What Is Another Way to Say “No Rush”?

You want to make a request to a client, colleague, or employee, but you also want to make it clear that your request isn’t urgent and there’s no need to rush. Is the phrase no rush suitable for a professional email?

We’ll address this question below. In addition, we’ll show you how to say no rush professionally using 10 distinct phrases.

10 Alternative Ways to Say “No Rush”

Below, you’ll find 10 other ways to say no rush in a professional email:

  • There’s no hurry
  • Take all the time you need
  • At your convenience
  • Take your time
  • At your leisure
  • There’s no urgency
  • Whenever you can
  • When you’re ready
  • At your own pace
  • There’s no deadline

1. There’s No Hurry

There’s no hurry is essentially a direct synonym for there’s no rush. However, this phrase comes across as just a touch more formal than the original phrase.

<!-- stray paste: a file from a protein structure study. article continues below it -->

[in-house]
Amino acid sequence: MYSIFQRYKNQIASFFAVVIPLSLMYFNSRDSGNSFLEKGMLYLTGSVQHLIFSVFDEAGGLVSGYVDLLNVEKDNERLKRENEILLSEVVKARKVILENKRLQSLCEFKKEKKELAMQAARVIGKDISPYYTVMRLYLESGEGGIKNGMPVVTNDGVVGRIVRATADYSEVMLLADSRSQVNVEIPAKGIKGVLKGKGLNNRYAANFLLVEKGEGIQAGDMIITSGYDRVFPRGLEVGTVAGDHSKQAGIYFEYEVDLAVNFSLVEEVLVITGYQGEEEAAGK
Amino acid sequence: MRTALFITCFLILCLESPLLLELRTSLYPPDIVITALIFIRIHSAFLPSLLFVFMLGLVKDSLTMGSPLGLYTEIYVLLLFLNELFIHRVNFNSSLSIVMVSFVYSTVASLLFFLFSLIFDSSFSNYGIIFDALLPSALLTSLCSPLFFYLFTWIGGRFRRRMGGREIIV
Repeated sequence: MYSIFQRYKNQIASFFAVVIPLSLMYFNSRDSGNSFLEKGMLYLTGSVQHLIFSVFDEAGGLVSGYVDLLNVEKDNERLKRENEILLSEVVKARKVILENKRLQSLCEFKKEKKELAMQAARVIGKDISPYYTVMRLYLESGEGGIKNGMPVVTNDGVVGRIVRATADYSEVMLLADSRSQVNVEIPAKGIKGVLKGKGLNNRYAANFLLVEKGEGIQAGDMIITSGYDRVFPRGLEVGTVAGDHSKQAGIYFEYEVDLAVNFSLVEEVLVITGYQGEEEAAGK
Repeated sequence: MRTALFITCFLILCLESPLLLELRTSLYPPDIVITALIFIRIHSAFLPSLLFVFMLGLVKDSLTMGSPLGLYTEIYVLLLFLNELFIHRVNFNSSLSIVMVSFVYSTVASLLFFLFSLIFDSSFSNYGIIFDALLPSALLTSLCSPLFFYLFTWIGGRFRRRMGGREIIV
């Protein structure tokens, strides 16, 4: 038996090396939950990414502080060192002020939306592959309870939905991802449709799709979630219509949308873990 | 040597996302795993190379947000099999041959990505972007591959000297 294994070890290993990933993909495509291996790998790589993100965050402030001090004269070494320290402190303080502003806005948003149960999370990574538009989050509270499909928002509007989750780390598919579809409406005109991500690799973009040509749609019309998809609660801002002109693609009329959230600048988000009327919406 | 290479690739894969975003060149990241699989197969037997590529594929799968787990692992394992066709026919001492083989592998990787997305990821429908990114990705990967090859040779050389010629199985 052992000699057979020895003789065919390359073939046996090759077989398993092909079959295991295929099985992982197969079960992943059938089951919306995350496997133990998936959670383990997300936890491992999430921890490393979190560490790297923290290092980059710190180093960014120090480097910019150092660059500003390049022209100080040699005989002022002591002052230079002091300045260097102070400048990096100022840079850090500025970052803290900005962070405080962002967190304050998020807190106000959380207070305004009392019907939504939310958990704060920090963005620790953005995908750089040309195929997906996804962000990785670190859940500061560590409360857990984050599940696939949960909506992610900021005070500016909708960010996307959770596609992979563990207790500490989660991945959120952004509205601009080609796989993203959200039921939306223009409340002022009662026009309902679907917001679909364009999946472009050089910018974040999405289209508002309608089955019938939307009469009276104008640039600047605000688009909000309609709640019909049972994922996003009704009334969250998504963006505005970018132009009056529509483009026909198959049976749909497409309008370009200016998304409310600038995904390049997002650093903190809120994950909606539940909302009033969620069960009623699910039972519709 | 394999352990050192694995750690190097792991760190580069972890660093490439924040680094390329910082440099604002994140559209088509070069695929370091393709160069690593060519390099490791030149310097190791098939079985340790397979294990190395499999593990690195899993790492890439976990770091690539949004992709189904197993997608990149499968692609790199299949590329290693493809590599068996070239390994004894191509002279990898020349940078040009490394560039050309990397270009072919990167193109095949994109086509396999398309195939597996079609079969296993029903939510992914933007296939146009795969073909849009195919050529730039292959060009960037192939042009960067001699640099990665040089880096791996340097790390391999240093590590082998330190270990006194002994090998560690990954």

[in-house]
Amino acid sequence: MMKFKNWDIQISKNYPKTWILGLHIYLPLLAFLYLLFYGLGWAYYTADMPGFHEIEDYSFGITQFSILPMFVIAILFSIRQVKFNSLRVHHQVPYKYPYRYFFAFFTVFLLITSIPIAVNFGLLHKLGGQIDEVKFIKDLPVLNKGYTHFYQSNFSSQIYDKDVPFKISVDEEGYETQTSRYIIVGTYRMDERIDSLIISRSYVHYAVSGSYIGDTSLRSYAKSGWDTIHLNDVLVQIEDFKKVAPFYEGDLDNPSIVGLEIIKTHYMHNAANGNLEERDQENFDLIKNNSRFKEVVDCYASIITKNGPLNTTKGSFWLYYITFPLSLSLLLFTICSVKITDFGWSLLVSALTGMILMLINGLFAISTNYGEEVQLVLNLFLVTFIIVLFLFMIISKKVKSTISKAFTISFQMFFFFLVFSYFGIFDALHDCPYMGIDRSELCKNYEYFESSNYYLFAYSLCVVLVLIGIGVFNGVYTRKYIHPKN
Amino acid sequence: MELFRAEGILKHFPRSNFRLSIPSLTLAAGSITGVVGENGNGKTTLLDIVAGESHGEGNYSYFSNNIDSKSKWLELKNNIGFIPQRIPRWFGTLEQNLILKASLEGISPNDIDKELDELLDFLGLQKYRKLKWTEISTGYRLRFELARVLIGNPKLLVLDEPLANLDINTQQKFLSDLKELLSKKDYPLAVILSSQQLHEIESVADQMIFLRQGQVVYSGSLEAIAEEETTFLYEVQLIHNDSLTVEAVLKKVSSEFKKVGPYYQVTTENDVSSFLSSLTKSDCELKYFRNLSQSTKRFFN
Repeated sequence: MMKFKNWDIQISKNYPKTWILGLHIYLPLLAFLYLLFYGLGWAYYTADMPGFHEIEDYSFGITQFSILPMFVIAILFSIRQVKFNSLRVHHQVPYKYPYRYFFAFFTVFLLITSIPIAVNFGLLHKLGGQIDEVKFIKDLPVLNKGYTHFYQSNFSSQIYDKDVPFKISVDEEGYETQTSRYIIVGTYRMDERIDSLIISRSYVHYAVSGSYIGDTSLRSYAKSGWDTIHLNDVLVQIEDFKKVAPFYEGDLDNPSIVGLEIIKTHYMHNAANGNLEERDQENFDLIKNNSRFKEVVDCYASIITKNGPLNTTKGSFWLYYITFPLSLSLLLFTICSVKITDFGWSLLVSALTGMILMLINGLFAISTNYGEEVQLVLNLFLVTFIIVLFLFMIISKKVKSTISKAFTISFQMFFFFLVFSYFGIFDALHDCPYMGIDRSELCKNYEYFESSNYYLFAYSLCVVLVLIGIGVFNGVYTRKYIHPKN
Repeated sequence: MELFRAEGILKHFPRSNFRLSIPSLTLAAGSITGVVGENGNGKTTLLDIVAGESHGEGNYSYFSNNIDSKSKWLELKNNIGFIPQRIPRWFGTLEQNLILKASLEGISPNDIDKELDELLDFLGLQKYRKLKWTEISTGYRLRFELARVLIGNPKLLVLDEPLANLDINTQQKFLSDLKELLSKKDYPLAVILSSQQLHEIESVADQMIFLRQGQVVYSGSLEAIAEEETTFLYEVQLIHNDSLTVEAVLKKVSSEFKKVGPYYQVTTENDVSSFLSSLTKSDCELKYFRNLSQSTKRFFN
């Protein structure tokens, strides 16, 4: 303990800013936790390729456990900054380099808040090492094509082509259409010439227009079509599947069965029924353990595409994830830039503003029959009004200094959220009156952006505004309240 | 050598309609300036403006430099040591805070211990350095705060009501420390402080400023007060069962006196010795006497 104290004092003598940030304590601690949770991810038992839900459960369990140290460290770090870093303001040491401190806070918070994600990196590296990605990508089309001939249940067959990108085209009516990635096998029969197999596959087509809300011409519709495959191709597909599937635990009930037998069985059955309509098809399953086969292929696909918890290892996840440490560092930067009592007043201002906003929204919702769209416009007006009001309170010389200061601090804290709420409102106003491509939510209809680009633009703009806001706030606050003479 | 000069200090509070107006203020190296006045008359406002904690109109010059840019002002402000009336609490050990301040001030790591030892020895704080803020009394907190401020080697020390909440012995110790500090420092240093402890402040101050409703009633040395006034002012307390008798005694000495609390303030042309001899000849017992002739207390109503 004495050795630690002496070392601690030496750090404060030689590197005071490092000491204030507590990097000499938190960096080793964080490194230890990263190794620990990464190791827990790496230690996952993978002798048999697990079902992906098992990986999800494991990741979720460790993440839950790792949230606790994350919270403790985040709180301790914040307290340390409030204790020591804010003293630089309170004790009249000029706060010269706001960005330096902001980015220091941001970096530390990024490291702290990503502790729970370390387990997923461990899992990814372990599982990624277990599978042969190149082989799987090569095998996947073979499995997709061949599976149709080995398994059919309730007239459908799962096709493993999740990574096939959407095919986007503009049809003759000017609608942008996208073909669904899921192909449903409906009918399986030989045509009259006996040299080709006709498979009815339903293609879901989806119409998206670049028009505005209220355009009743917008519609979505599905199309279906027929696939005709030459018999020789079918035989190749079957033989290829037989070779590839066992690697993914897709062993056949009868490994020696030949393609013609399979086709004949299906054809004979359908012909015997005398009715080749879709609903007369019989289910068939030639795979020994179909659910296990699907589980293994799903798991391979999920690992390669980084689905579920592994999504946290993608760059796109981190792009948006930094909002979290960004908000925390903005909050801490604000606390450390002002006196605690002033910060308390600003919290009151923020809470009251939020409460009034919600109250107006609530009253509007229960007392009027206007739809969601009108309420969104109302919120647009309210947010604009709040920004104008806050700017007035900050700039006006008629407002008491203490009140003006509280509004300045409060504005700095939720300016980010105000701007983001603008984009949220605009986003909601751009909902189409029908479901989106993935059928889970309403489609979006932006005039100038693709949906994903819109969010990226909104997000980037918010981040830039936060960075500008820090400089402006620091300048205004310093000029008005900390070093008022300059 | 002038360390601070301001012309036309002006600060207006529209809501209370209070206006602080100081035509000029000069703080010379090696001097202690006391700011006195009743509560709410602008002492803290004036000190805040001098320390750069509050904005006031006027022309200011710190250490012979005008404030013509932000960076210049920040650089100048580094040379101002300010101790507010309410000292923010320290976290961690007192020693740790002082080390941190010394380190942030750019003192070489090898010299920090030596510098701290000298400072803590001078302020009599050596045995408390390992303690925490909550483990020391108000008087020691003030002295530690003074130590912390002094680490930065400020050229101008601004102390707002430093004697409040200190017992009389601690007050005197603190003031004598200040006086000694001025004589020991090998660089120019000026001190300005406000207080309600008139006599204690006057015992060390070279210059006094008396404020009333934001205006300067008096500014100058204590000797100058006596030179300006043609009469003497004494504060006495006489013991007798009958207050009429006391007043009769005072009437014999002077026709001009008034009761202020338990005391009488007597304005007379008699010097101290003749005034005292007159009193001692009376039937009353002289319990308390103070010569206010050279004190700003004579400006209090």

You can use this phrase to politely let a colleague know that a request you’ve made isn’t urgent and they need not prioritize it.

Have a look at the email sample below:

Dear Ariana,

There’s no hurry, I’ll just need to see it before the end of this week.

Kind regards,

2. Take All the Time You Need

If an employee is taking some time off work to deal with personal issues, such as a loss or illness, you send a kind email telling them to take all the time you need.

The well-being you’re your team is a priority, and employees should never feel pressured to return to work if they are unwell physically or emotionally.

After all, it will inevitably impact the quality of their work and potentially worsen their current condition.

Therefore, it is important to remind them to take the time they need to recover and focus on their wellness.

Let’s see this phase in an example:

Dear Dustin,

I am sorry to hear that you are unwell.

Please, take all the time you need to work on your health.

Kind regards,

3. At Your Convenience